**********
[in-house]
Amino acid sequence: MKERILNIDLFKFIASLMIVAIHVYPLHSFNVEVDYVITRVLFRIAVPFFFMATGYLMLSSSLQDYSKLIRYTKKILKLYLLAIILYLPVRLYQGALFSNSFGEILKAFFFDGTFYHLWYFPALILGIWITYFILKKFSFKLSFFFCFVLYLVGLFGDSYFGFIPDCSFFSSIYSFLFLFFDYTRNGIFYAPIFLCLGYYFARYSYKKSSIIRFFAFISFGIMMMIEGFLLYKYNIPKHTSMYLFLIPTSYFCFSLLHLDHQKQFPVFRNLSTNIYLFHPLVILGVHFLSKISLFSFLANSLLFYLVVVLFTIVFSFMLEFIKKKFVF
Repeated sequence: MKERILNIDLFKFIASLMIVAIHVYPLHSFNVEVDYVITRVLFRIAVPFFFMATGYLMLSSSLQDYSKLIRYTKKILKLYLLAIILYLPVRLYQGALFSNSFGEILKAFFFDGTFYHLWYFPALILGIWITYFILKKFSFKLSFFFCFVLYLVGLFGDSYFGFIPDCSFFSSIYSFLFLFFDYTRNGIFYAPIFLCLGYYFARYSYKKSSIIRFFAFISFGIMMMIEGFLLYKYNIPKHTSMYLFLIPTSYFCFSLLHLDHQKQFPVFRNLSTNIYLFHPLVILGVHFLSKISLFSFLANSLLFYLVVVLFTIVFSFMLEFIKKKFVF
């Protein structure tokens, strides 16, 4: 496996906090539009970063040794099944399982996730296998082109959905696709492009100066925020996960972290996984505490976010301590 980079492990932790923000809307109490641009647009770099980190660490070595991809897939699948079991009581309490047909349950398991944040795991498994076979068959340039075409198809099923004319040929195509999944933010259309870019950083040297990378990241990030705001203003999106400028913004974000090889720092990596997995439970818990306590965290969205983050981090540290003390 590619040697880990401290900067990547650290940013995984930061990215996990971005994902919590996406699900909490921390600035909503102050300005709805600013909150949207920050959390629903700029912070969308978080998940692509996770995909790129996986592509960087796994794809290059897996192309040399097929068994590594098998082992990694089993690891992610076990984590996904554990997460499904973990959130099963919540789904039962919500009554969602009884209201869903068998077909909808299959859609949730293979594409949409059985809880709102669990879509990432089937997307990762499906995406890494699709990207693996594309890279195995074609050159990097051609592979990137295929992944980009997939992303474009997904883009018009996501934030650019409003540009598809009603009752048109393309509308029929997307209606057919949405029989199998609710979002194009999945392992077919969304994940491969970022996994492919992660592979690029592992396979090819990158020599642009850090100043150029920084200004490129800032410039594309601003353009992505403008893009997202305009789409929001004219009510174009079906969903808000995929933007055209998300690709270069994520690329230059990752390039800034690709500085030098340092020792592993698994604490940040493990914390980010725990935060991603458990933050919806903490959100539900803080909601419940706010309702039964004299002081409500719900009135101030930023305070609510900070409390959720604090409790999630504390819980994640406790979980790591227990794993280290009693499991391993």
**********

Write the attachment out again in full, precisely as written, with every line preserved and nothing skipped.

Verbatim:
[in-house]
Amino acid sequence: MKERILNIDLFKFIASLMIVAIHVYPLHSFNVEVDYVITRVLFRIAVPFFFMATGYLMLSSSLQDYSKLIRYTKKILKLYLLAIILYLPVRLYQGALFSNSFGEILKAFFFDGTFYHLWYFPALILGIWITYFILKKFSFKLSFFFCFVLYLVGLFGDSYFGFIPDCSFFSSIYSFLFLFFDYTRNGIFYAPIFLCLGYYFARYSYKKSSIIRFFAFISFGIMMMIEGFLLYKYNIPKHTSMYLFLIPTSYFCFSLLHLDHQKQFPVFRNLSTNIYLFHPLVILGVHFLSKISLFSFLANSLLFYLVVVLFTIVFSFMLEFIKKKFVF
Repeated sequence: MKERILNIDLFKFIASLMIVAIHVYPLHSFNVEVDYVITRVLFRIAVPFFFMATGYLMLSSSLQDYSKLIRYTKKILKLYLLAIILYLPVRLYQGALFSNSFGEILKAFFFDGTFYHLWYFPALILGIWITYFILKKFSFKLSFFFCFVLYLVGLFGDSYFGFIPDCSFFSSIYSFLFLFFDYTRNGIFYAPIFLCLGYYFARYSYKKSSIIRFFAFISFGIMMMIEGFLLYKYNIPKHTSMYLFLIPTSYFCFSLLHLDHQKQFPVFRNLSTNIYLFHPLVILGVHFLSKISLFSFLANSLLFYLVVVLFTIVFSFMLEFIKKKFVF
């Protein structure tokens, strides 16, 4: 496996906090539009970063040794099944399982996730296998082109959905696709492009100066925020996960972290996984505490976010301590 980079492990932790923000809307109490641009647009770099980190660490070595991809897939699948079991009581309490047909349950398991944040795991498994076979068959340039075409198809099923004319040929195509999944933010259309870019950083040297990378990241990030705001203003999106400028913004974000090889720092990596997995439970818990306590965290969205983050981090540290003390 590619040697880990401290900067990547650290940013995984930061990215996990971005994902919590996406699900909490921390600035909503102050300005709805600013909150949207920050959390629903700029912070969308978080998940692509996770995909790129996986592509960087796994794809290059897996192309040399097929068994590594098998082992990694089993690891992610076990984590996904554990997460499904973990959130099963919540789904039962919500009554969602009884209201869903068998077909909808299959859609949730293979594409949409059985809880709102669990879509990432089937997307990762499906995406890494699709990207693996594309890279195995074609050159990097051609592979990137295929992944980009997939992303474009997904883009018009996501934030650019409003540009598809009603009752048109393309509308029929997307209606057919949405029989199998609710979002194009999945392992077919969304994940491969970022996994492919992660592979690029592992396979090819990158020599642009850090100043150029920084200004490129800032410039594309601003353009992505403008893009997202305009789409929001004219009510174009079906969903808000995929933007055209998300690709270069994520690329230059990752390039800034690709500085030098340092020792592993698994604490940040493990914390980010725990935060991603458990933050919806903490959100539900803080909601419940706010309702039964004299002081409500719900009135101030930023305070609510900070409390959720604090409790999630504390819980994640406790979980790591227990794993280290009693499991391993």